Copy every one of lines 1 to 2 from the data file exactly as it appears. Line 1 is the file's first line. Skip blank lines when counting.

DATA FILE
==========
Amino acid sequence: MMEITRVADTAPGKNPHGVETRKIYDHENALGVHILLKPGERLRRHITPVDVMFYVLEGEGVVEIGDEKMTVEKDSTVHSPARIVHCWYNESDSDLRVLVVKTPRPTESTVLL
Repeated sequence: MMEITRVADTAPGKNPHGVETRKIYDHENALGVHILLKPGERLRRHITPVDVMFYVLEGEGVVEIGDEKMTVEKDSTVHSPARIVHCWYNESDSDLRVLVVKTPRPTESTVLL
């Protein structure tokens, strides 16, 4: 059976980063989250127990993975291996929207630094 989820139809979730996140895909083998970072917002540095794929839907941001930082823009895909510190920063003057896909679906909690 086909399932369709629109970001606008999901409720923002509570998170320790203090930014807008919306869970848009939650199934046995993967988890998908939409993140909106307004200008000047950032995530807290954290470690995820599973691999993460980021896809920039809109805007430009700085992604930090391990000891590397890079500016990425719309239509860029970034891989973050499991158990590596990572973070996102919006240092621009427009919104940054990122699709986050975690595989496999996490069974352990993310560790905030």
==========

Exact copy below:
Amino acid sequence: MMEITRVADTAPGKNPHGVETRKIYDHENALGVHILLKPGERLRRHITPVDVMFYVLEGEGVVEIGDEKMTVEKDSTVHSPARIVHCWYNESDSDLRVLVVKTPRPTESTVLL
Repeated sequence: MMEITRVADTAPGKNPHGVETRKIYDHENALGVHILLKPGERLRRHITPVDVMFYVLEGEGVVEIGDEKMTVEKDSTVHSPARIVHCWYNESDSDLRVLVVKTPRPTESTVLL